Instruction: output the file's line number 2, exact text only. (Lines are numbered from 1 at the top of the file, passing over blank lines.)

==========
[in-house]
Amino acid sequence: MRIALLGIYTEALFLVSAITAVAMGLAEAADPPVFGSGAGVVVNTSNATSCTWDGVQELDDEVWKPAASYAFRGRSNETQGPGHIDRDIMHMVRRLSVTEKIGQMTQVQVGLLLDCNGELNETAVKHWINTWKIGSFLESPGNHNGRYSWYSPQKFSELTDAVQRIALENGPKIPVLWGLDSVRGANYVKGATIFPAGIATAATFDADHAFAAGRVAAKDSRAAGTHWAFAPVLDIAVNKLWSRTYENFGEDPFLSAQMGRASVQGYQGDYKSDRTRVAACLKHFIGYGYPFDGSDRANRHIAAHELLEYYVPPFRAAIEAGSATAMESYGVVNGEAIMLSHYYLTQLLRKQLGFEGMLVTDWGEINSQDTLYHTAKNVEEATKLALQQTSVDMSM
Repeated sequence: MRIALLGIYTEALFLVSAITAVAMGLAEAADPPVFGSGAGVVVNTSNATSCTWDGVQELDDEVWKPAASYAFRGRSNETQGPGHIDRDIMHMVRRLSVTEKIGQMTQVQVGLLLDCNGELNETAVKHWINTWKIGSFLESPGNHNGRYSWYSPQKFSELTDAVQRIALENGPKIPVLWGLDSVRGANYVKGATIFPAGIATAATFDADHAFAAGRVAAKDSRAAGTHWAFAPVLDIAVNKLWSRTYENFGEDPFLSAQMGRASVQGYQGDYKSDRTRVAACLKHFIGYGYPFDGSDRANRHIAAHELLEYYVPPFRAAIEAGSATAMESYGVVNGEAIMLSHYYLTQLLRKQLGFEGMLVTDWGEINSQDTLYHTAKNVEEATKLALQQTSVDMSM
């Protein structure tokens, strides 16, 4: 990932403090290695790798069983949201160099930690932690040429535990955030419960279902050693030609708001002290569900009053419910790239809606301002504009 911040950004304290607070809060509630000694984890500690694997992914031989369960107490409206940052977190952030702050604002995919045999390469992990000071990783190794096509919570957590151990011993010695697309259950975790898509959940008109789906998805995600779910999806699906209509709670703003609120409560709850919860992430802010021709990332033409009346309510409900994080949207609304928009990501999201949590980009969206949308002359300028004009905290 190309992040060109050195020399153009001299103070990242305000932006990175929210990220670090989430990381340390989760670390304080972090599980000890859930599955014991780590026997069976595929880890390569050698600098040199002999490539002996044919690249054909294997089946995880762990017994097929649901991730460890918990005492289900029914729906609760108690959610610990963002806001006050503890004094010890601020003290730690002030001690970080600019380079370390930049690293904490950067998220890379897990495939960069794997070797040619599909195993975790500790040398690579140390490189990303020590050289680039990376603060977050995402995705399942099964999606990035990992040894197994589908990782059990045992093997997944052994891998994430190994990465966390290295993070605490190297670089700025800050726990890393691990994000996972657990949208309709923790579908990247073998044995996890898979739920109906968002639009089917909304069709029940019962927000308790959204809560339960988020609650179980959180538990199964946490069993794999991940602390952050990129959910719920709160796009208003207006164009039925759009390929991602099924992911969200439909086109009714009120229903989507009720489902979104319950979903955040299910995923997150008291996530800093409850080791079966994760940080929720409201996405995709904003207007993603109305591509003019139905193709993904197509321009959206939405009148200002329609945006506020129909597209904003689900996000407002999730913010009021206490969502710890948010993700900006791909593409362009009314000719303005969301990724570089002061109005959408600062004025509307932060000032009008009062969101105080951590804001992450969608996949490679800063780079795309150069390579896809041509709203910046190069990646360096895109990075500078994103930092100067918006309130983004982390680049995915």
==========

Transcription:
Amino acid sequence: MRIALLGIYTEALFLVSAITAVAMGLAEAADPPVFGSGAGVVVNTSNATSCTWDGVQELDDEVWKPAASYAFRGRSNETQGPGHIDRDIMHMVRRLSVTEKIGQMTQVQVGLLLDCNGELNETAVKHWINTWKIGSFLESPGNHNGRYSWYSPQKFSELTDAVQRIALENGPKIPVLWGLDSVRGANYVKGATIFPAGIATAATFDADHAFAAGRVAAKDSRAAGTHWAFAPVLDIAVNKLWSRTYENFGEDPFLSAQMGRASVQGYQGDYKSDRTRVAACLKHFIGYGYPFDGSDRANRHIAAHELLEYYVPPFRAAIEAGSATAMESYGVVNGEAIMLSHYYLTQLLRKQLGFEGMLVTDWGEINSQDTLYHTAKNVEEATKLALQQTSVDMSM